Photographer Uses World’s Blackest Material as a Backdrop

What kind of photos do you get if you shoot with a backdrop made with one of the blackest materials available to the public? Photographer Mathieu Stern recently decided to find out, and he documented his experiment in the 5-minute video above.

The blackest paint in existence is said to be Vantablack, which is made from carbon nanotubes that trap light. The paint absorbs a whopping 99.965% of visible light. If you’re interested in using it, though, you’re probably out of luck: the substance is exclusively licensed to British Indian sculptor Anish Kapoor for artistic use.

Thankfully, for the rest of us, a Japanese brand called KoPro recently released a new ultra-black paint called Mosou Black. Absorbing 99.4% of visible light, the new paint is now said to be the blackest paint that can actually be bought. For about $25 (plus shipping), anyone can now buy a 100ml (~3.38oz) bottle of the water-based paint.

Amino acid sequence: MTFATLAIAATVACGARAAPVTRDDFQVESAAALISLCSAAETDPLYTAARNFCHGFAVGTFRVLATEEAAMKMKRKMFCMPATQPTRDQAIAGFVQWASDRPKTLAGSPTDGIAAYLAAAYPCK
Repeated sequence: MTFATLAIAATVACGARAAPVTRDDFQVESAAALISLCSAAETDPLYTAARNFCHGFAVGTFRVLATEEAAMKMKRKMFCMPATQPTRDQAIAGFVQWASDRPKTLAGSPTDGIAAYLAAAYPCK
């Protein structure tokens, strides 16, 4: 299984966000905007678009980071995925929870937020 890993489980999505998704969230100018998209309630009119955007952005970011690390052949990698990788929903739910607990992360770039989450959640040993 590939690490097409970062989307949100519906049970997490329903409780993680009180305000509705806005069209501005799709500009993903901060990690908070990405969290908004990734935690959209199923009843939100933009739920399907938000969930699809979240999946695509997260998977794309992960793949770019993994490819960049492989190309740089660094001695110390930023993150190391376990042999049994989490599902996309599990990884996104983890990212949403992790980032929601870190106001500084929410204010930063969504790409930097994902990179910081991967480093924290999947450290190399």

Mosou Black was inspired by another KoPro product called the Visible Light Absorbing Flock Sheet, a rayon-base fabric that has been electrostatically flocked with a low-gloss nylon pile. It absorbs 99.5% of visible light, making it ever-so-slightly darker than Mosou Black.

The VL Flock Sheet is the material that Stern bought to use in photo shoots. The photographer shot photos comparing the VL Flock Sheet with a standard black professional backdrop, and the difference in light absorption was clear.

“It’s like the object is floating in a black void,” Stern says.

Here are some resulting photos shot with the VL Flock Sheet backdrop:

“For me, the performance of the [VL Flock backdrop] is crazy and changes the way we can light a subject for video or a photo shoot,” Stern says.

You can find more of Stern’s work on his website and more of his videos on his popular YouTube channel.

P.S. In case you’re interested in the blackest materials out there: a non-commercially-available one was announced in late 2019 by researchers at MIT. Also made from carbon nanotubes, the material is 10 times darker than any other “very black” material (including Vantablack), absorbing 99.995% of all incoming light from any angle. Unfortunately, just like with Vantablack, it’s unlikely you’ll be able to get your hands on it anytime soon.